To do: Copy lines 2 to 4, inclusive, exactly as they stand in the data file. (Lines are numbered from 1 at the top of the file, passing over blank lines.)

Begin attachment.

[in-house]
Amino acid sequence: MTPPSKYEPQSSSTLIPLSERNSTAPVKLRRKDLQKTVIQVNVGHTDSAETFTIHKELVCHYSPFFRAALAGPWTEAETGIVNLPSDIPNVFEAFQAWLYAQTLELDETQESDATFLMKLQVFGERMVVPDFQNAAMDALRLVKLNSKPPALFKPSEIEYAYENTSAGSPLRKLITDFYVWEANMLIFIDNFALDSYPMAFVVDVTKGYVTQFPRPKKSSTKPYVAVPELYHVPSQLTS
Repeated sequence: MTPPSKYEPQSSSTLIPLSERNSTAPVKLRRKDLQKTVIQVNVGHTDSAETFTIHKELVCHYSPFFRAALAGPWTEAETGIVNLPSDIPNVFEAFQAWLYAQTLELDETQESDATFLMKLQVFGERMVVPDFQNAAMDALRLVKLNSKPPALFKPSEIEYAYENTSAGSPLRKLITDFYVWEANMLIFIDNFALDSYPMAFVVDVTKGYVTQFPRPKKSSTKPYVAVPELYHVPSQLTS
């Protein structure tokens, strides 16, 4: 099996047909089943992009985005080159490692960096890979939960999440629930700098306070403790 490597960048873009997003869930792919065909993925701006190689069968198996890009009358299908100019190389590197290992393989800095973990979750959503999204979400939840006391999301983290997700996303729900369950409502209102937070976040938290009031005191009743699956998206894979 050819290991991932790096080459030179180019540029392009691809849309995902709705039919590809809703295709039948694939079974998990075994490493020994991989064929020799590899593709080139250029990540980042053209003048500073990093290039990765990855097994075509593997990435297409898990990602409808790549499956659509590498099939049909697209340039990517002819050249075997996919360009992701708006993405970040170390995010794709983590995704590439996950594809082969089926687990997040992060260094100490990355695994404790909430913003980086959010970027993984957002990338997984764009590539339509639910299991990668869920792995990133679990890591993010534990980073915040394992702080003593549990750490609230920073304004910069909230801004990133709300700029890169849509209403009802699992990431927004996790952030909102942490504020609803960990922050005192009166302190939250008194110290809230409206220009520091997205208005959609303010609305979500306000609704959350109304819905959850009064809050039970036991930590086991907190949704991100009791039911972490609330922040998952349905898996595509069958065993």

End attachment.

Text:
Amino acid sequence: MTPPSKYEPQSSSTLIPLSERNSTAPVKLRRKDLQKTVIQVNVGHTDSAETFTIHKELVCHYSPFFRAALAGPWTEAETGIVNLPSDIPNVFEAFQAWLYAQTLELDETQESDATFLMKLQVFGERMVVPDFQNAAMDALRLVKLNSKPPALFKPSEIEYAYENTSAGSPLRKLITDFYVWEANMLIFIDNFALDSYPMAFVVDVTKGYVTQFPRPKKSSTKPYVAVPELYHVPSQLTS
Repeated sequence: MTPPSKYEPQSSSTLIPLSERNSTAPVKLRRKDLQKTVIQVNVGHTDSAETFTIHKELVCHYSPFFRAALAGPWTEAETGIVNLPSDIPNVFEAFQAWLYAQTLELDETQESDATFLMKLQVFGERMVVPDFQNAAMDALRLVKLNSKPPALFKPSEIEYAYENTSAGSPLRKLITDFYVWEANMLIFIDNFALDSYPMAFVVDVTKGYVTQFPRPKKSSTKPYVAVPELYHVPSQLTS
């Protein structure tokens, strides 16, 4: 099996047909089943992009985005080159490692960096890979939960999440629930700098306070403790 490597960048873009997003869930792919065909993925701006190689069968198996890009009358299908100019190389590197290992393989800095973990979750959503999204979400939840006391999301983290997700996303729900369950409502209102937070976040938290009031005191009743699956998206894979 050819290991991932790096080459030179180019540029392009691809849309995902709705039919590809809703295709039948694939079974998990075994490493020994991989064929020799590899593709080139250029990540980042053209003048500073990093290039990765990855097994075509593997990435297409898990990602409808790549499956659509590498099939049909697209340039990517002819050249075997996919360009992701708006993405970040170390995010794709983590995704590439996950594809082969089926687990997040992060260094100490990355695994404790909430913003980086959010970027993984957002990338997984764009590539339509639910299991990668869920792995990133679990890591993010534990980073915040394992702080003593549990750490609230920073304004910069909230801004990133709300700029890169849509209403009802699992990431927004996790952030909102942490504020609803960990922050005192009166302190939250008194110290809230409206220009520091997205208005959609303010609305979500306000609704959350109304819905959850009064809050039970036991930590086991907190949704991100009791039911972490609330922040998952349905898996595509069958065993």